Little Peppy had a simple six-banger, and even a girl person like me could change the oil or replace the starter. And notice the vent windows? Back before air conditioning, they were very efficient cooling systems. It was a low-end, generic sort of car and yet, with that rebuilt starter, it was as reliable as Old Faithful and never left me stranded.

It's been 4-5 years since I've experienced general anesthesia. I don't remember being foggy and sleepy for this long. But now that I think of it, that was inpatient surgery, and I was hooked up for several days to my best friend, Mr. Morphine Pump. So I was probably even foggier, I just don't remember it.

An OR nurse told my friend that "you'd be horrified if you saw how they manhandle patients once they're under anesthesia. They toss 'em around like dead carp." I hope that back surgery patients are handled a bit more gently. The soreness is fading very slowly but I think I can already feel some improvement at T-4; not sure yet about T-7. It's likely that I will still have some back issues; I've said all along that my goal was to be able to cut my pain medication, maybe by half, and that seems a reasonable goal.

For more than a year, I've listened to promises and been disappointed every time.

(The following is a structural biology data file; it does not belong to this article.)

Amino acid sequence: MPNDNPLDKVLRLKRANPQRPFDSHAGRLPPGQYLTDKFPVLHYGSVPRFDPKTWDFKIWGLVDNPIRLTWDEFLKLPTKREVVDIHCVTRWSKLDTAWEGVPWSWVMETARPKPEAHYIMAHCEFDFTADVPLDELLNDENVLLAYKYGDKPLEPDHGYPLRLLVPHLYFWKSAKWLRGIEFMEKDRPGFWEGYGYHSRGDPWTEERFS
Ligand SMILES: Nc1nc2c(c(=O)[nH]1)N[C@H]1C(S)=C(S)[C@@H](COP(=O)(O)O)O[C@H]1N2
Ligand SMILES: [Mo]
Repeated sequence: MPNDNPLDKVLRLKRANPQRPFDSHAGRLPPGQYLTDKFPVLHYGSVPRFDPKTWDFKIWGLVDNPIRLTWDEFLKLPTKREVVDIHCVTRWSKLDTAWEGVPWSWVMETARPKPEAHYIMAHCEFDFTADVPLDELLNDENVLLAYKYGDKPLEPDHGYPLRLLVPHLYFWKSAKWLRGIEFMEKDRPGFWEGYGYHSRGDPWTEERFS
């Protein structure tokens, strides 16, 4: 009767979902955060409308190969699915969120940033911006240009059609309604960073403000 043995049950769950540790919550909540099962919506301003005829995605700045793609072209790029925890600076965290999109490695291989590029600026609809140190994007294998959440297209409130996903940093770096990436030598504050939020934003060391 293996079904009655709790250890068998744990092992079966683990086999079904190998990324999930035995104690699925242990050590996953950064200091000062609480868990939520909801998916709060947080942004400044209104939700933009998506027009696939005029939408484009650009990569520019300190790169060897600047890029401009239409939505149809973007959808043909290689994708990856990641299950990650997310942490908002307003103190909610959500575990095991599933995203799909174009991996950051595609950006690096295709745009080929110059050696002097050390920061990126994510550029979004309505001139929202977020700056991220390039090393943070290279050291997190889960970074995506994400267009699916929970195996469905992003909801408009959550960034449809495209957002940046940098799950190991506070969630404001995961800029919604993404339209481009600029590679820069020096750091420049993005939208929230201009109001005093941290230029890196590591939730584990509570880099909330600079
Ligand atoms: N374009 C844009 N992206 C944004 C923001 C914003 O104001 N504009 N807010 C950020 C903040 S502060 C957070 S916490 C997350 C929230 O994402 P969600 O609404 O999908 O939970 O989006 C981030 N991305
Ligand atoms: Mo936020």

"You'll feel worse during/after the radiation/chemo/transplant/kyphoplasty, but then you'll feel better."
Now, there really is a chance for me to feel better (okay, "less bad," but I'll take it!). I want to be excited about the prospect of spring, about diminished pain and improved mobility. I want to make a plan to start walking again, and maybe do some strengthening exercise. Instead, in 2 weeks, I have to have a conversation with Dr. A about more chemo. But -- as per Chris' suggestion -- I'm going to celebrate my little victory, even though it may be short-term.

Several folks have shared stories about successful post-transplant chemo, and I am truly grateful for that news, and for the encouragement.

Thursday, February 12, 2009

Wednesday, February 11, 2009

Winners Announced

I only had two entries in my Valentine's contest. They were both excellent, so I'm declaring a two-way tie. Tim's Wife and Kathy from NJ, please send your snail-mail address to LaCootina (at) gmail (dot) com and I will send your Valentine prize.

I'm trying to be all about forgiveness and tolerance; these are my ongoing life lessons. So my own entry would be something like

LOVE MEANS... honesty with tact, gratitude with sincerity, and the willingness to forgive unconditionally.

That's the romanticized concept of a girl who's never been married. I'm sure a more realistic version would be more like
LOVE MEANS... putting his dirty socks in the hamper instead of under his pillow.
Okay, if you're lucky enough to have a keeper, write yourself a reminder: buy/send Valentine today.

Tuesday, February 10, 2009

Big K Update

Right now I feel like I've been beaten with a Louisville slugger, but the surgeon assured me that everything went well. My compression fracture created some extra challenges, but he feels that he was still able to achieve a very good result, with that vertebrae and one other. It may take 2-3 days to get over the "beaten to a pulp" feeling, but then I hope to gradually feel a little better every day.